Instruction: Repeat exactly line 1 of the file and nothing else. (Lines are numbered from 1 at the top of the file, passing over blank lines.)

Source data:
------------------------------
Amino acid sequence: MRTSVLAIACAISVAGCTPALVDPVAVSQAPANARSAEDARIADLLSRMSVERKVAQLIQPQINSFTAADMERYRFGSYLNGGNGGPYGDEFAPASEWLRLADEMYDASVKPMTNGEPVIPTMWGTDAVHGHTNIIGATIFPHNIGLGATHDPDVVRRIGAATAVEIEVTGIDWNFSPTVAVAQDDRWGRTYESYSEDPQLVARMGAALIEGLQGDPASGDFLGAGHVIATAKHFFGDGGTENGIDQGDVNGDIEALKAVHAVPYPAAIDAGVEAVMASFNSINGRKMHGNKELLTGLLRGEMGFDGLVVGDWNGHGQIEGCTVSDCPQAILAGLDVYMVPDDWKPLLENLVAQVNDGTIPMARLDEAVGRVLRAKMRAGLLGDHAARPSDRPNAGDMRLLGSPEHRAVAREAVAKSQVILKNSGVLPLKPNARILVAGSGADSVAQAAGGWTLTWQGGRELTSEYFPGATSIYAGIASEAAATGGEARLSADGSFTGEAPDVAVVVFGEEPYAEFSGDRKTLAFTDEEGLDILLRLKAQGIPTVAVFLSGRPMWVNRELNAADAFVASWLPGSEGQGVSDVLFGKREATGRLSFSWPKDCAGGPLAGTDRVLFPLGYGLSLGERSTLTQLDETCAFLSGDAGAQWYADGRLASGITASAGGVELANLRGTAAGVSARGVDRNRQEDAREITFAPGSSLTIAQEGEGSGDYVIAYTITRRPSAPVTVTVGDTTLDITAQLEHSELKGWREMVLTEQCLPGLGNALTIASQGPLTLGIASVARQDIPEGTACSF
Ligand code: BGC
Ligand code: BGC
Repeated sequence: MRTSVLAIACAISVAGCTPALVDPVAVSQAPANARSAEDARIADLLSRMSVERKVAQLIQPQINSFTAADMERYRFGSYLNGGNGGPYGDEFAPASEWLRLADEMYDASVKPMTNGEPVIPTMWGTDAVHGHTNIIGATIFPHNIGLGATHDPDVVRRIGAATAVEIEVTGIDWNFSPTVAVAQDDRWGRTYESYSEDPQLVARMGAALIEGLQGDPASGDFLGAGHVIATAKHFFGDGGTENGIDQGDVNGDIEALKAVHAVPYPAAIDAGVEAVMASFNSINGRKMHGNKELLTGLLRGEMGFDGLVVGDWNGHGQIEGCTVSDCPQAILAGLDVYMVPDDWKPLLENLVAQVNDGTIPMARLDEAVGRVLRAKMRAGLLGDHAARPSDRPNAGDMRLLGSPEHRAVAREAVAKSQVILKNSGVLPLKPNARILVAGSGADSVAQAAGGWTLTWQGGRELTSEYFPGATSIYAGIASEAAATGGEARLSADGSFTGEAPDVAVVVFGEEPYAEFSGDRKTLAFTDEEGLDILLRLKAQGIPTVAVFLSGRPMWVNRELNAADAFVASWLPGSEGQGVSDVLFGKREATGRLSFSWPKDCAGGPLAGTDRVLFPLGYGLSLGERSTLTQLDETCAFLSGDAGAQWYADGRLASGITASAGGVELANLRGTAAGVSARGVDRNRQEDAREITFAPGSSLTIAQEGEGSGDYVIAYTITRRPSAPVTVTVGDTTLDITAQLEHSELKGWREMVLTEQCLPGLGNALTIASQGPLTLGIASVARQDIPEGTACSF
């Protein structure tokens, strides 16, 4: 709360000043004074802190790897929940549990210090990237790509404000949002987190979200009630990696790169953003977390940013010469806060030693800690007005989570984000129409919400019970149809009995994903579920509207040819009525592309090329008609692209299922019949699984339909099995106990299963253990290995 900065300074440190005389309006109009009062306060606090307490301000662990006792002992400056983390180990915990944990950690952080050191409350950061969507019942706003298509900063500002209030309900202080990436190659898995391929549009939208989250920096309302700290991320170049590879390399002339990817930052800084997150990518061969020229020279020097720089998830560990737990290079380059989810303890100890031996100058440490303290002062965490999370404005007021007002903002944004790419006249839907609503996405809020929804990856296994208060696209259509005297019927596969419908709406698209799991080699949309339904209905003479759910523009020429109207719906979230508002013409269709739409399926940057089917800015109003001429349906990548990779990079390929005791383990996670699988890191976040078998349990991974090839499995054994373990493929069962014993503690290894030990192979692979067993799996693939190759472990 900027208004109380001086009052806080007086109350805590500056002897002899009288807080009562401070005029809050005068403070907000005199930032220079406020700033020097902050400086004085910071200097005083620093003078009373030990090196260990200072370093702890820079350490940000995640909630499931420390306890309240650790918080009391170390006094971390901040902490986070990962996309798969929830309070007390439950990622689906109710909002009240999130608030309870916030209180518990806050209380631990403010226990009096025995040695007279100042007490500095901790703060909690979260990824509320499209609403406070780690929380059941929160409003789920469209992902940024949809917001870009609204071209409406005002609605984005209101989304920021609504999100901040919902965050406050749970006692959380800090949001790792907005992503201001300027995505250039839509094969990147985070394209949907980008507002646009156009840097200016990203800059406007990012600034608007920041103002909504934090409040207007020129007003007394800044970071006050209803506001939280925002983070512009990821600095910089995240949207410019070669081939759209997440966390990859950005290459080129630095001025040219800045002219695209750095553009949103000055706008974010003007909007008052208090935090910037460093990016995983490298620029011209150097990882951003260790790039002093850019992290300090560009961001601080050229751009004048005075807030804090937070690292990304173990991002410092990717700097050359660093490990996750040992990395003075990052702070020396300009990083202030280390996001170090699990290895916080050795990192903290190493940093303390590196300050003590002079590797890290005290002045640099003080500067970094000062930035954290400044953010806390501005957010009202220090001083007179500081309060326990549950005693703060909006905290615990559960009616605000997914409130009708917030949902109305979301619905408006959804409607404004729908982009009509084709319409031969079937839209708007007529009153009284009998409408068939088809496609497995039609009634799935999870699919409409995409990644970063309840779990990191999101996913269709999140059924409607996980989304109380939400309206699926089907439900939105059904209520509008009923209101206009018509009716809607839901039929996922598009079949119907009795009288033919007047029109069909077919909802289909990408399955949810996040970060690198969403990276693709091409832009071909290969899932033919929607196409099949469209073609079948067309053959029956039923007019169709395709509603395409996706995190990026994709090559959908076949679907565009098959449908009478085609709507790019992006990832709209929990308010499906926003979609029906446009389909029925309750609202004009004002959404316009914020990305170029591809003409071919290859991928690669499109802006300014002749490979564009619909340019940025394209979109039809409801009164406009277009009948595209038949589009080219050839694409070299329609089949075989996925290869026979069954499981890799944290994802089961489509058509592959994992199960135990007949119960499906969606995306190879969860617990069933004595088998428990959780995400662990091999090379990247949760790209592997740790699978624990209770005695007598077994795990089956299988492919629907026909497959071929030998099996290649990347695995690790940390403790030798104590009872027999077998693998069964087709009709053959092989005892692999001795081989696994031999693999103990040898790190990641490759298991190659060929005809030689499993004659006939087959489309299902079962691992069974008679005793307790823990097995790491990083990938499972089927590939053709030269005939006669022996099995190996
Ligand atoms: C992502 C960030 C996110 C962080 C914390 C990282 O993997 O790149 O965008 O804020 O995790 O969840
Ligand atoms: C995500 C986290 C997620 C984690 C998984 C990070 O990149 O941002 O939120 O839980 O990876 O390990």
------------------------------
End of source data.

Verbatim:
Amino acid sequence: MRTSVLAIACAISVAGCTPALVDPVAVSQAPANARSAEDARIADLLSRMSVERKVAQLIQPQINSFTAADMERYRFGSYLNGGNGGPYGDEFAPASEWLRLADEMYDASVKPMTNGEPVIPTMWGTDAVHGHTNIIGATIFPHNIGLGATHDPDVVRRIGAATAVEIEVTGIDWNFSPTVAVAQDDRWGRTYESYSEDPQLVARMGAALIEGLQGDPASGDFLGAGHVIATAKHFFGDGGTENGIDQGDVNGDIEALKAVHAVPYPAAIDAGVEAVMASFNSINGRKMHGNKELLTGLLRGEMGFDGLVVGDWNGHGQIEGCTVSDCPQAILAGLDVYMVPDDWKPLLENLVAQVNDGTIPMARLDEAVGRVLRAKMRAGLLGDHAARPSDRPNAGDMRLLGSPEHRAVAREAVAKSQVILKNSGVLPLKPNARILVAGSGADSVAQAAGGWTLTWQGGRELTSEYFPGATSIYAGIASEAAATGGEARLSADGSFTGEAPDVAVVVFGEEPYAEFSGDRKTLAFTDEEGLDILLRLKAQGIPTVAVFLSGRPMWVNRELNAADAFVASWLPGSEGQGVSDVLFGKREATGRLSFSWPKDCAGGPLAGTDRVLFPLGYGLSLGERSTLTQLDETCAFLSGDAGAQWYADGRLASGITASAGGVELANLRGTAAGVSARGVDRNRQEDAREITFAPGSSLTIAQEGEGSGDYVIAYTITRRPSAPVTVTVGDTTLDITAQLEHSELKGWREMVLTEQCLPGLGNALTIASQGPLTLGIASVARQDIPEGTACSF